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Ask Michael: Standing against fear and threats
Ask Michael: Standing against fear and threats
by Michael Raitt - SGN Contributing Writer

The Seattle Times reported January 7 that 11 Gay bars received letters threatening ricin attack. They listed these bars as The Elite, Neighbours, The Wildrose Bar, The Cuff, Purr, The Seattle Eagle, R Place, Re-bar, C.C.Attle's, Madison Pub and The Crescent. Some readers will think nothing of this. Some will become afraid.

Every Saturday in the month of January, I, for one, am going to spend time and money in each and every one of these establishments. The owners and employees of these businesses contribute much to the GLBTQ community in Seattle and neighboring towns. They contribute to the local economy and they are the Ambassadors who represent Seattle to GLBTQ visitors from around the world. In my opinion, these businesses need the continued support of patrons especially in light of these threats.

My initial reaction to this news of a potentially serious threat was one of alarm. I immediately thought about people getting sick, hurt, or killed. The thought that someone would want to do that to anyone startled me and I could feel my caution and fear kick in. Then my anger bubbled up. I thought, "there is no way I am going to live in fear and let this dictate how I live my life." At that moment I made the commitment to support the community by supporting each and every one of these businesses. I will take charge and walk through my fear and live my life.

Fear is a highly motivating emotion. It quickly and easily overrides the rational/logical parts of our brain and tries to influence our behaviors for the sole purpose of self-preservation. Fear is a very necessary emotion in certain circumstances. The only question is, how do you react to your own fear?

The issue in this circumstance isn't the fear response in and of itself. If this news invoked some fear in you, that would be normal. The issue is, how does each individual want to react to the fear? Do you want to stay out of these establishments until the threat has passed? Do you want to chronically worry about something bad happening and stop going to any of these bars altogether? Do you want to continue to get out and enjoy socializing with your friends, networking, and enjoying these establishments and being a part of the community? Each individual has to do what is best for them. I could easily do any of the above. I've chosen the one that is going to serve me best: being a part of the community and socializing and networking with people that are important to me and supporting businesses that are crucial to our community.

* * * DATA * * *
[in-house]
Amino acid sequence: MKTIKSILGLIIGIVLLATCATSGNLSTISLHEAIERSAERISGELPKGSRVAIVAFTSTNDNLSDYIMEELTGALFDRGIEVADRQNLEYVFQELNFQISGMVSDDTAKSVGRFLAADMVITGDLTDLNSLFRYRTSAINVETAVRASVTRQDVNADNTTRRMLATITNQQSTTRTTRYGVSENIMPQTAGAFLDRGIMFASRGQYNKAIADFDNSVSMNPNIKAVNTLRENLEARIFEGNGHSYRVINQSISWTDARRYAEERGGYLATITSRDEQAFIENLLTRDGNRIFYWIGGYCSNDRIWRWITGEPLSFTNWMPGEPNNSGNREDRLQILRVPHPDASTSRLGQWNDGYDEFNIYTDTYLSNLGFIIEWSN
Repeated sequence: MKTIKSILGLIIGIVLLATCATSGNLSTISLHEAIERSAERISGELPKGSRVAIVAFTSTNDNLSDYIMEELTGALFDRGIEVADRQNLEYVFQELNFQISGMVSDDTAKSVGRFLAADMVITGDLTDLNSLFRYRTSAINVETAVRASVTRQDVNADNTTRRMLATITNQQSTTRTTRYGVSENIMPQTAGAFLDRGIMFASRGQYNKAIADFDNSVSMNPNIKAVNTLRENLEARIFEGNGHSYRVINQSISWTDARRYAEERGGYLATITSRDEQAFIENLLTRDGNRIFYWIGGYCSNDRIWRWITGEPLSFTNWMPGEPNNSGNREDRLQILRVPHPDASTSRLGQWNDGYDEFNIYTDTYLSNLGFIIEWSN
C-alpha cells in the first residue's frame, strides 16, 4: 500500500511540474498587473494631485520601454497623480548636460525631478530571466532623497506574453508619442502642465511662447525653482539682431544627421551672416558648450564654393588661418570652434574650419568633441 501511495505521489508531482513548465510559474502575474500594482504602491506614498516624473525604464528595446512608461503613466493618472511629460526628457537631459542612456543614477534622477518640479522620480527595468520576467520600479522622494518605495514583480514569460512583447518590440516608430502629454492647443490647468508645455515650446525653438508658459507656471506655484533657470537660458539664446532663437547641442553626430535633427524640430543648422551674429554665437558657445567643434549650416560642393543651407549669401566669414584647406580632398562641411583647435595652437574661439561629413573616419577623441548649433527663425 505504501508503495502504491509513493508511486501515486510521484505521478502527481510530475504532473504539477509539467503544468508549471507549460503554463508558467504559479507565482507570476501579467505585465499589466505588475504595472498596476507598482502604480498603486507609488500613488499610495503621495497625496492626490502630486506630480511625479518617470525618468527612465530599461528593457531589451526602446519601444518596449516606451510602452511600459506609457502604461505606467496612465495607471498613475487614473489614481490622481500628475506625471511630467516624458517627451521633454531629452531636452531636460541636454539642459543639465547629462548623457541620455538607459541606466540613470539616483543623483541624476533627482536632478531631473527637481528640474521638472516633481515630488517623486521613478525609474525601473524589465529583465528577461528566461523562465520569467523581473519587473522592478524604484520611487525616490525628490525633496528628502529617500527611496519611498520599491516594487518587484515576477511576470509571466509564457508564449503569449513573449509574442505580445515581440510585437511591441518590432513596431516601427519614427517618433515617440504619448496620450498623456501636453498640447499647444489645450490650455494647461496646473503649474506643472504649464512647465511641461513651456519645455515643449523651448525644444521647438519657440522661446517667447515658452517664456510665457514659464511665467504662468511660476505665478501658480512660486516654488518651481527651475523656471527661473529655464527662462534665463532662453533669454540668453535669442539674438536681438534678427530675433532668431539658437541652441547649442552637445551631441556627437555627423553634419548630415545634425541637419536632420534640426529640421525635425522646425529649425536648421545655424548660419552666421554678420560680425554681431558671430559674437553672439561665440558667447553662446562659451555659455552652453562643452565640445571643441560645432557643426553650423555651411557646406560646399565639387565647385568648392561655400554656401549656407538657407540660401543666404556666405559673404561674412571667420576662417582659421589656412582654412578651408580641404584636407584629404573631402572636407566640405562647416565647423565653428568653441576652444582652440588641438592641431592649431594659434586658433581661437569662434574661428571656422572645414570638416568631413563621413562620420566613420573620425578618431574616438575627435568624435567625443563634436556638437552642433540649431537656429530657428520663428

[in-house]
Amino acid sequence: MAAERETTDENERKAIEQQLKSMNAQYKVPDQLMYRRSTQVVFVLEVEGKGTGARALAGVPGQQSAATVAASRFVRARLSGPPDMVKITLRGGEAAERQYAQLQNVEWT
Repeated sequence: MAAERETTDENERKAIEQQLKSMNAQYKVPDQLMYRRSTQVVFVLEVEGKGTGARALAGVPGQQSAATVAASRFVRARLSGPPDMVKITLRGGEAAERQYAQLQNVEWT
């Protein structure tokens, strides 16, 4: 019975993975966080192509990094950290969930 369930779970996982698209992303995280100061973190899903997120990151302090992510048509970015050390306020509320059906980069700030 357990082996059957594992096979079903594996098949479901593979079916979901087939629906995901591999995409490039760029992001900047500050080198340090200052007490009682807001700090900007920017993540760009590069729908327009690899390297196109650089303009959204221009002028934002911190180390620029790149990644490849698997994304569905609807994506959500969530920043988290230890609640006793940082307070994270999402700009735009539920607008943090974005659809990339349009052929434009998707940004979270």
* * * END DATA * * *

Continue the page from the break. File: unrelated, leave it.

It is undeniable that there are unstable, psychotic people in this country who would like nothing more than to instill fear and inflict devastating harm in any GLBTQ community at the individual and/or community level. We cannot rationalize, educate, pray for, medicate, or appeal to their better sense in any way. The nature of their psychosis keeps them entrenched in their delusional beliefs and their desires to do harm to us.

However, as individuals and as a community, we must stand in our pride and strength and never allow another to have control over how we feel about ourselves as LGBTQ men and women. We are doctors, lawyers, teachers, clergy, firefighters, clerks, police, laborers. Most importantly, we are family, friends, parents, and partners and, yes, we are GLBTQ. We have the right to exist and be healthy and happy!

Viktor Frankl, a Jewish psychiatrist who spent four years in Nazi concentration camps during World War II, said in his book, Man's Search for Meaning, that (and I paraphrase) awful things can happen to us but no one has control over how we feel about it. Only we have control over how we feel and react to a situation. This was never truer than it is now.

Under these circumstances, and in general, reflect upon the role that fear has in your life. Know that fear is normal and can be healthy. Yet, challenge it sometimes and do things you thought you were never able to do because you were afraid. Stand down a threat and stand up in confidence and pride. Let your actions reflect how you feel as a GLBTQ woman or man. And remember, no matter what happens, and yes, bad things can happen, no one ever has control over how you feel about it - only you!

I look forward to seeing friends, colleagues, and others out enjoying themselves at the bars over the next few weeks!

Michael Raitt, MA LMHC, is a therapist and a contributing writer to the SGN. He writes a bimonthly column in the SGN. If you would like to comment on this column, ask a question you'd like him to write about, or suggest another topic of interest, please contact him at askingmichael@comcast.net .

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